Memorandum from Development Department,
City of Nottingham
The following comprises the response from Nottingham
1. To a large extent, the example of the
large philanthropic company outreaching to those at a disadvantage
within the labour market has gone.
The reality for many cities is the growth of
small and medium enterprises who have neither the time nor the
resource to work in that way.
An anecdote to illustrate this is:
The Employment Service locally are organising
a Millennium Award event for "New Dealers" who have
been nominated for their progress and commitment.
A small hairdressing company employing one such
trainee rang to ask if their trainee would be successful. Their
reasoning being that to attend the event would mean closing the
business for half a day.
Their dilemma was a choice between supporting
the new deal trainee and losing business.
2. With regard to the question of displacement
created by increased employer activity. We agree that "churning"
of the labour market is beneficial and this might also create
movement for those who are under employed as well as those unemployed.
3. An interesting phenomenon exists around
the large numbers of unfilled vacancies advertised by the Employment
Service locally. Evidence suggests that very few employers complain
or chase their unfilled vacancies. Greater flexibility around
the use of hard to fill vacancies (due to low rate of pay or temporary
nature of the contract) to provide work placements/work trials
may prove beneficial to engaging unemployed people. They would
however require payment at the rate for the job and this would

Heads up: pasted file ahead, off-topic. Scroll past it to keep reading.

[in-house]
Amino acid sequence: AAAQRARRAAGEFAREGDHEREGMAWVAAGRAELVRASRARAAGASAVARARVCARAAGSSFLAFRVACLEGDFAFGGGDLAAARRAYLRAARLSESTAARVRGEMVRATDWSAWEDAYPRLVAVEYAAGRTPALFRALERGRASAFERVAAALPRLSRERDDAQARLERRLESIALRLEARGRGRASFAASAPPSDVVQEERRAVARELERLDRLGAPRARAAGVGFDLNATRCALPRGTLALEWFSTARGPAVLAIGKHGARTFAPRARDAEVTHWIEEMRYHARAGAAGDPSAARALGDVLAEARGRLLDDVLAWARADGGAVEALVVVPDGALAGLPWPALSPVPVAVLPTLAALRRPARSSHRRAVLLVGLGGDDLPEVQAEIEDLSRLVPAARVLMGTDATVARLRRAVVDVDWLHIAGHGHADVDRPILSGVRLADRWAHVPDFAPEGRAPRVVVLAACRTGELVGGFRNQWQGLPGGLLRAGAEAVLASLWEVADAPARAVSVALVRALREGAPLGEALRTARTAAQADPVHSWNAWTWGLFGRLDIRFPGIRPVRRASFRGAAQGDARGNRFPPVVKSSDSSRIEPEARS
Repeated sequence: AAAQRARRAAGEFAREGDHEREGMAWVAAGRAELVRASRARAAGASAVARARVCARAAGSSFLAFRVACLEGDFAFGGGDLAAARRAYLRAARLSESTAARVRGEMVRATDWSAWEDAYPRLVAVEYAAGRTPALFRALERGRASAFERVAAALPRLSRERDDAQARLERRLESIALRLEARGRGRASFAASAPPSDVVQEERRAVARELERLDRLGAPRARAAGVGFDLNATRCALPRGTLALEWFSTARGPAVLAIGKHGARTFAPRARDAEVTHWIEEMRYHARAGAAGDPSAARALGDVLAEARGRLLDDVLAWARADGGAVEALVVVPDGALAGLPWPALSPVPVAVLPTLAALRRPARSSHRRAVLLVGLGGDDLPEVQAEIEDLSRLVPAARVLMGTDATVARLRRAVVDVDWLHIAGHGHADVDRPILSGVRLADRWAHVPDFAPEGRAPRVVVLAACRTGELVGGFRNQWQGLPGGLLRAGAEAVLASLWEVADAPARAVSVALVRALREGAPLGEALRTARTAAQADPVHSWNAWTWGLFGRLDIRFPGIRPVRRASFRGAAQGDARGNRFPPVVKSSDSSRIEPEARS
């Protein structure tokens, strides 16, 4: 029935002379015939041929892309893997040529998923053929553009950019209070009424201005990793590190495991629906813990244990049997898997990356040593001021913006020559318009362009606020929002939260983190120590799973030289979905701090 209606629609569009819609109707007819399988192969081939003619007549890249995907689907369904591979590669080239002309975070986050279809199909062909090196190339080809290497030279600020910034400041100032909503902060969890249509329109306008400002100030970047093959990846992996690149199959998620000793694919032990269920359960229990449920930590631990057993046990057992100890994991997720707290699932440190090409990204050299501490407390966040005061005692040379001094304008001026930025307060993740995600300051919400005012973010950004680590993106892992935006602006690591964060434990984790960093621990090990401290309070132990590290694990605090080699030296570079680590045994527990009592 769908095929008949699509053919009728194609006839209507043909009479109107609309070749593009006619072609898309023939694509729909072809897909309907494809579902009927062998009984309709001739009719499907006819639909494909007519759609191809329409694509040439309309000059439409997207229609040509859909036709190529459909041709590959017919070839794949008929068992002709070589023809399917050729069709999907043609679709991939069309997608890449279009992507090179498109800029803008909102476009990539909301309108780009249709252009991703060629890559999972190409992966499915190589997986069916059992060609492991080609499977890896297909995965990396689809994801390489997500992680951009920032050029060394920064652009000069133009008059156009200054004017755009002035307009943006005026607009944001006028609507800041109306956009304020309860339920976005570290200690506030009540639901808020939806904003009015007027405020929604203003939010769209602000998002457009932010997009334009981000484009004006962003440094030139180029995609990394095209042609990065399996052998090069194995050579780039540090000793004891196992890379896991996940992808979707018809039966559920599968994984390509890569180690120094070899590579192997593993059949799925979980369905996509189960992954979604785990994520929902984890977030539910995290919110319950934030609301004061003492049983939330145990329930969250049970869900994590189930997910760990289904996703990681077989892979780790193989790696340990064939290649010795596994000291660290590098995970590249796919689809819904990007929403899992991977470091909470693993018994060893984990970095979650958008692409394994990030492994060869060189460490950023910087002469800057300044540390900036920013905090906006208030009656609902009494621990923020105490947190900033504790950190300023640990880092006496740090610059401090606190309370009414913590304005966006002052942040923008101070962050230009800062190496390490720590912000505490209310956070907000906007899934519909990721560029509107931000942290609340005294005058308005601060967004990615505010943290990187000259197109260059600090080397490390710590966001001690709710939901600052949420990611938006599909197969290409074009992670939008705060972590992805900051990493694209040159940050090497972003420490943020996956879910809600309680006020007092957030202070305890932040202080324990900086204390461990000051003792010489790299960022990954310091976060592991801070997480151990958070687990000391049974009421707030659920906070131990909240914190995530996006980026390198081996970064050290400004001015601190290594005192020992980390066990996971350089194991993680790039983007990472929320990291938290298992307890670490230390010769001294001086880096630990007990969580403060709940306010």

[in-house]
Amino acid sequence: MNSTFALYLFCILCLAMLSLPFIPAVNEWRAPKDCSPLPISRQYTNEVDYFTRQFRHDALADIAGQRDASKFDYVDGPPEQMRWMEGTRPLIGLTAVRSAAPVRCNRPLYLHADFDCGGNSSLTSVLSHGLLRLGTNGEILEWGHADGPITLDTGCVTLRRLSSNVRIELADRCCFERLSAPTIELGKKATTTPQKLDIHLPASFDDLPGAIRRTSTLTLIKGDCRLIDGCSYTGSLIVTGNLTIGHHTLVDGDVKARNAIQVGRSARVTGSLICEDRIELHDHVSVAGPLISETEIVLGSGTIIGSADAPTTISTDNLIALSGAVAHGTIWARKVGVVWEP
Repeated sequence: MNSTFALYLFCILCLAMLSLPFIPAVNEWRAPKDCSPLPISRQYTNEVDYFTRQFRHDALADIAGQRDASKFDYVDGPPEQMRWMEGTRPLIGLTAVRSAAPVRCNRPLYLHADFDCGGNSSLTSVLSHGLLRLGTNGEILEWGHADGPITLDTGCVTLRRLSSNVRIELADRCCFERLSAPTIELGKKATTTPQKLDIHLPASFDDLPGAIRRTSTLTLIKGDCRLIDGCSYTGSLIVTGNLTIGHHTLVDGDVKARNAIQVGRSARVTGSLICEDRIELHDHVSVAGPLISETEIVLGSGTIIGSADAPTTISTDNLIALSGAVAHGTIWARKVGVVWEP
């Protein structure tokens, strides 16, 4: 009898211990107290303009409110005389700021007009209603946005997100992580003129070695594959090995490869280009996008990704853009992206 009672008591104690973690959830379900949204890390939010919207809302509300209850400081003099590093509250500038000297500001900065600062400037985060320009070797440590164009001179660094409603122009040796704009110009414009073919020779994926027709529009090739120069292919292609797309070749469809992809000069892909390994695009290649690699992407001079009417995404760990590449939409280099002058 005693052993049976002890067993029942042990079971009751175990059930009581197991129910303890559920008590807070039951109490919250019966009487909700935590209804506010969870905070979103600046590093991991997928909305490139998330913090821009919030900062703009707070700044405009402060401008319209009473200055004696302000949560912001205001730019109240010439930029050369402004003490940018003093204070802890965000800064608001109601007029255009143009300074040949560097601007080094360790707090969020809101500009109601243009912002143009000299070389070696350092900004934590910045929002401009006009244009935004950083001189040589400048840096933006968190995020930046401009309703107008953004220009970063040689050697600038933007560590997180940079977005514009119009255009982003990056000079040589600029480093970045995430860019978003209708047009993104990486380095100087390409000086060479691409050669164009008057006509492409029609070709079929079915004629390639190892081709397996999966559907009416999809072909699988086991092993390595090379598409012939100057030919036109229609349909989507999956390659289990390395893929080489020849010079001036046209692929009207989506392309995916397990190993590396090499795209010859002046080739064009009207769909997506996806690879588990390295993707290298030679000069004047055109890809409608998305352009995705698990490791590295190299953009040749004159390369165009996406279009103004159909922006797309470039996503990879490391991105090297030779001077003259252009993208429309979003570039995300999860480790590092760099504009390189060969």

impact upon their benefit payments.
The opportunity for enhanced flexibility around
benefits, eg by use of suspension rather than severance would
be extremely beneficial.
4. The concept of the wage subsidy has not
really proven successful, it is therefore important to identify
an alternative trigger for employment involvement eg
halve the business rate; or
have a sliding scale of rates with
benefits for companies who demonstrate they are good employers;
local good practice of long standing
is of two services (QTI Nottingham City Council and NTO Notts
County Council) which work with small and medium businesses to
aid their recruitment in areas of skill shortage. The key to their
success lies in taking the hassle out of recruitment, induction
and ongoing support through the early months of employment. In
addition they pay off the job training fees, monitor progress
against an agreed training plan, and give financial recognition
to the on the job training needed. The achievement of sustainable
employment outputs through these services is approximately 80
The development of the new intermediary fund
is welcomed in principle, but it cannot be a quick fix approach.
The concept of an honest broker working between company and unemployed
person is sound and is what I believe that QTI and NTO already
One concern is, however, that competitive funding
can create negative competition rather than collaborative working
and building on what already exists.
5. Support for those taking entry level
jobs, to aid their career progression should build on the aftercare/post
placement support already described. This can be enhanced by using
good mentoring programmes.
It is also important to have good methods of
tracking the progress of clients as they move from one employment
City of Nottingham